including earthquakes in India and flooding and tsunamis in Southeast Asia. or international capital markets. The unexpected loss. in particular India but also Thailand. environmental compliance and investments. on occasion. The Company operates a global business and its financial condition and results of operations are affected by the local conditions in or affecting countries where it operates. swine flu or severe acute respiratory syndrome. operations. results of operations. The occurrence of any of these risks could affect the Company’s operations by causing production at one or more facilities to shutdown or slowdown.S. Singapore. Any interruption in production capability may require the Company to make significant and unanticipated capital expenditures to affect repairs. which could have a material adverse effect on the Company’s results of operations and financial condition. social turmoil or deteriorating economic conditions. shutdown or slowdown of operations at any of the Company’s facilities could have a material adverse effect on the Company’s results of operations and financial condition. Any failure on the Company’s part to recognise or respond to these risks may materially and adversely affect the success of its operations. Any or all of these occurrences could materially adversely affect the Company’s business. results of operations. Germany. The Company’s facilities are subject to operating risks. including those affecting taxes and royalties on energy resources. the recoveries under its insurance coverage may not be sufficient to offset the lost revenues or increased costs resulting from a disruption of its operations. power supply interruptions. labour. As a result. natural disasters and industrial accidents. judicial and administrative bodies of the relevant foreign jurisdiction. and natural disasters. labour disputes. financial condition and prospects. the Netherlands. The effect of any such sanctions could vary. tax. Vietnam and Australia. financial condition and prospects may be adversely and materially affected. China. there could be a material adverse impact on the market for the Company’s securities or it could significantly impair the Company’s ability to access the U. difficulty in obtaining licenses. 16. 17. India. but if sanctions were imposed on the Company or one of its subsidiaries. financial condition and prospects. facility obsolescence or disrepair. which could have a negative effect on the Company’s profitability and cash flows. The Company operates a global business and has facilities in the United Kingdom. languages and cultural differences. No assurance can be given that one or more of the factors mentioned above will not occur. electricity grid. The Company faces a number of risks associated with its operations. including in some or all jurisdictions challenges caused by distance. which in turn could materially and adversely affect the Company’s business. In addition. the Company’s business. the Company’s financial condition and results of operations is affected by political and economic conditions in or affecting countries where it operates. Although the Company maintains business interruption insurance. Such equipment may. such as the breakdown or failure of equipment. rail and road networks. local business customs. be out of service as a result of unanticipated failures.adequate external financing on reasonable terms. the Company’s manufacturing processes depend on critical pieces of steelmaking equipment. permits or other regulatory approvals from local authorities. adverse effects from fluctuations in exchange rates. Thailand. adverse changes in laws and policies. which could require the Company to close part or all of the relevant production facility or cause the Company to reduce production on one or more of its production fines. political strife. military hostilities or acts of terrorism. Investments in certain countries could also result in adverse consequences to the Company under existing or future trade or investment sanctions. multiple and possibly overlapping and conflicting standards and practices of the regulatory. xxiii . A sustained disruption to the Company’s business could also result in a loss of customers. communication systems or any other public facility could disrupt the Company’s normal business activities. In addition. the infrastructure of certain countries where the Company operates its business. China and Vietnam is less developed than that of many developed nations and problems with its port. and epidemics or outbreaks such as avian flu.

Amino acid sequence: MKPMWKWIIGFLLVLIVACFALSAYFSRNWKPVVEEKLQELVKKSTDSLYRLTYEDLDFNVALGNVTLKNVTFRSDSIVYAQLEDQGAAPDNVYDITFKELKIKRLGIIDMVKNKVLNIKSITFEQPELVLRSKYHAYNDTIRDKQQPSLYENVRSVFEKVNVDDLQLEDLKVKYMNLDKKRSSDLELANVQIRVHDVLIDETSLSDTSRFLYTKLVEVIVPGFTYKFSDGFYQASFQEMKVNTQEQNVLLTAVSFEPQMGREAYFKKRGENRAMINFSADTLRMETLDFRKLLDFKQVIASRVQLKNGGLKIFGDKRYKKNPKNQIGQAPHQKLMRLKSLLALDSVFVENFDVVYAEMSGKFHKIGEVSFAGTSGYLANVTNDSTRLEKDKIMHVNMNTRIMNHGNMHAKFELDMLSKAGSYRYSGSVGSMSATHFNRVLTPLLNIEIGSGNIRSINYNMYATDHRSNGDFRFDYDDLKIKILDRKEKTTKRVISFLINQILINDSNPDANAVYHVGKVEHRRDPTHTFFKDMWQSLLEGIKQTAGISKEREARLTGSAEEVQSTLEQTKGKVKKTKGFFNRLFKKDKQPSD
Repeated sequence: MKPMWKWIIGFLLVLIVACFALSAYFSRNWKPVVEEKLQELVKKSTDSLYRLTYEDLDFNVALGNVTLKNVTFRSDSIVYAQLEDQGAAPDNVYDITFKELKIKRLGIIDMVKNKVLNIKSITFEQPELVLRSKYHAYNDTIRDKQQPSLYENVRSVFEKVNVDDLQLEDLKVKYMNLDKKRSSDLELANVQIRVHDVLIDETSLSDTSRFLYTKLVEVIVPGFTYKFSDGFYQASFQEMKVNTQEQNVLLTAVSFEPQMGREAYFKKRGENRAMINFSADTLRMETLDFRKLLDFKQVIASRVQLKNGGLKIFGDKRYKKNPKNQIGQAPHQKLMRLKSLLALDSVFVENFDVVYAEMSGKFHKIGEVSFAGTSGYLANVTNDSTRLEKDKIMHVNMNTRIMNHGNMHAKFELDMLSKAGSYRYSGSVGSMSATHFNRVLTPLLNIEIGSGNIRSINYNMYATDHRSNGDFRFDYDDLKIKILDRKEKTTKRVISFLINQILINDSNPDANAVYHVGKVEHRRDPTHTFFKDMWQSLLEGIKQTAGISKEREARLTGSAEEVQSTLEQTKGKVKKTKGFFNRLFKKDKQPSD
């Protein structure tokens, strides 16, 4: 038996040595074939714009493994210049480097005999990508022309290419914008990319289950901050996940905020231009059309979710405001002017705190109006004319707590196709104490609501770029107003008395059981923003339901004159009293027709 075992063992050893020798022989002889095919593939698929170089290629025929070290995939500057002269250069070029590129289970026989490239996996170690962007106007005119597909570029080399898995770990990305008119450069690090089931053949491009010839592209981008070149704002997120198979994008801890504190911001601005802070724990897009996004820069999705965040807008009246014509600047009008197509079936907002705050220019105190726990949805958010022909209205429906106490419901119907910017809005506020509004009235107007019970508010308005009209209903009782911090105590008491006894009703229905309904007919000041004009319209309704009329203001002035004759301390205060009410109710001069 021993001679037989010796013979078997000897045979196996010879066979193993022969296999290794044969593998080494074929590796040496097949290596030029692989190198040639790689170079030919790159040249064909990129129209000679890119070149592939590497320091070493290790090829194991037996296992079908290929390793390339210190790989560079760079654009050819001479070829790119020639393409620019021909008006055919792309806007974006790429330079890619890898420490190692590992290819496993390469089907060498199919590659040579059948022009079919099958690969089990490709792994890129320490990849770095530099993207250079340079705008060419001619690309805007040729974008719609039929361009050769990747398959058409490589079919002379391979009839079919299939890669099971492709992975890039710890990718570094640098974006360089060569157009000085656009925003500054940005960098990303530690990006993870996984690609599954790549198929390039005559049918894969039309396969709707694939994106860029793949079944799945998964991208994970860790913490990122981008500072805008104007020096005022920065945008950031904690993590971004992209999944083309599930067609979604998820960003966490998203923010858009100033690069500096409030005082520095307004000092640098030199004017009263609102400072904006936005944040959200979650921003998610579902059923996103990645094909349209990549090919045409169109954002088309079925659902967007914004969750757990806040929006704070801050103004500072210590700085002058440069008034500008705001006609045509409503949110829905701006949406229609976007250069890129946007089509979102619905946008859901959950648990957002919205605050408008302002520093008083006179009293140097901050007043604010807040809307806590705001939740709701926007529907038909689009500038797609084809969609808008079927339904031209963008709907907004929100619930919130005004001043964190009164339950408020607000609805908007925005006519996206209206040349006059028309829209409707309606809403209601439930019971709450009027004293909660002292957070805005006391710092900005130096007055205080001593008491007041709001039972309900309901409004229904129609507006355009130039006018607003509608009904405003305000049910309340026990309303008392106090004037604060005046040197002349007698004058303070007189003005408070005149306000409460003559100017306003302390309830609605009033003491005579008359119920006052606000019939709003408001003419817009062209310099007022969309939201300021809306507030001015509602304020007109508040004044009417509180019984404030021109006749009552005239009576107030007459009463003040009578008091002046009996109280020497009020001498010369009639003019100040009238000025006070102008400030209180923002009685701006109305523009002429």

This has contributed to a reduction in the number of employees at the Company’s Indian operations. Moreover. In addition. the Company reported a liability of Rs. higher or lower withdrawal rates. the fair value of TSE’s plan assets was GBP 16. can opt to retire early and receive compensation until such time as they would have retired in the normal course. financial condition. certain employees of the Company’s subsidiary. Pension contributions are calculated by independent actuaries using various assumptions about future events. However. 2010.055 million. the net present value of the future liability may change due to changes in interest rates. thereby adversely affecting the Company’s results of operations and financial condition. including anti-dumping laws. Protectionist measures. The Company faces numerous protective trade restrictions. and the Company is required to recognise the net present value of the entire future liability as an expenditure in the year in which the employee elects to retire under the early separation scheme. which could have a material and adverse impact on the Company’s financial results. thereby adversely impacting its sales or limiting its opportunities for growth. India and Europe are the Company’s largest markets and do not currently impose such restrictions.214 million and benefit obligations were GBP 16. the Company cannot precisely estimate the effect of these expenses on its future results of operations. the Company has introduced a number of early separation schemes to optimize the size of its workforce in India. Foreign steel manufacturers may. The actuarial assumptions used may differ from actual future results due to changing market and economic conditions. and therefore its future results of operations and financial condition may be materially and adversely affected. 9. 19. As of September 30.100 as of March 31. These differences may impact TSE’s recorded net pension expense and liability. If there is a significant adverse change in the market value of TSE’s pension assets. Pursuant to such schemes. The increase in the net present value of any future liability for such pensions is charged to the profit and loss account. The net present value of the future liability for pensions payable to employees who have opted for retirement under this early separation scheme is amortised over a number of years. countervailing duties and tariffs and government subsidisation adopted or currently contemplated by governments in some of the Company’s export markets could adversely affect the Company’s sales. which could adversely affect its results of operations and financial condition. since 1995. Further. from approximately 76. 2010. 1995 to approximately 34.168 million in respect of provisions for the employee separation compensation. xxiv . 2010. the amortisation of the net present value of future early separation scheme liability is no longer permitted. results of operations and prospects. The Company’s subsidiary. TSE may need to increase its pension contributions. as well as future funding requirements. longer or shorter life spans of participants or other unforeseen factors. TSL. provides retirement benefits for substantially all of its employees under several defined benefit and defined contribution plans. Anti-dumping duty proceedings or any resulting penalties or any other form of import restrictions may limit the Company’s access to export markets for its products. since March 31. accounting changes may impact the period over which the net present value of the future liability is amortised. its exports could decline. countervailing duties and tariffs. including anti-dumping laws. as a result of trade restrictions in other regions or other factors. 2010. In addition. TSE. In the event that such protective trade restrictions are imposed on the Company. As of September 30. Since the net present value of the Company’s expenses under the early separation scheme fluctuates with changing interest rates and may be affected by future accounting changes.400 as of March 31. attempt to increase their sales to these markets thereby causing increased competition in India and Europe. Tariffs are often driven by local political pressure in a particular country and therefore there can be no assurance that quotas or tariffs will not be imposed on the Company in the future. changes in interest rates and actuarial assumptions may also result in an increase in the value of pension obligations. Costs related to the Company’s obligations to pension and other retirement funds could escalate. A decrease in the Company’s exports from India and Europe or an increase in steel imports to India and Europe as a result of protective trade restrictions could have a negative impact on the Company’s business.18. The Company has significant pension and other retirement obligations to its employees in Europe and India. In addition. which affect the discounting rate used to calculate the net present value. and in the future additional markets could be closed to the Company as a result of similar proceedings.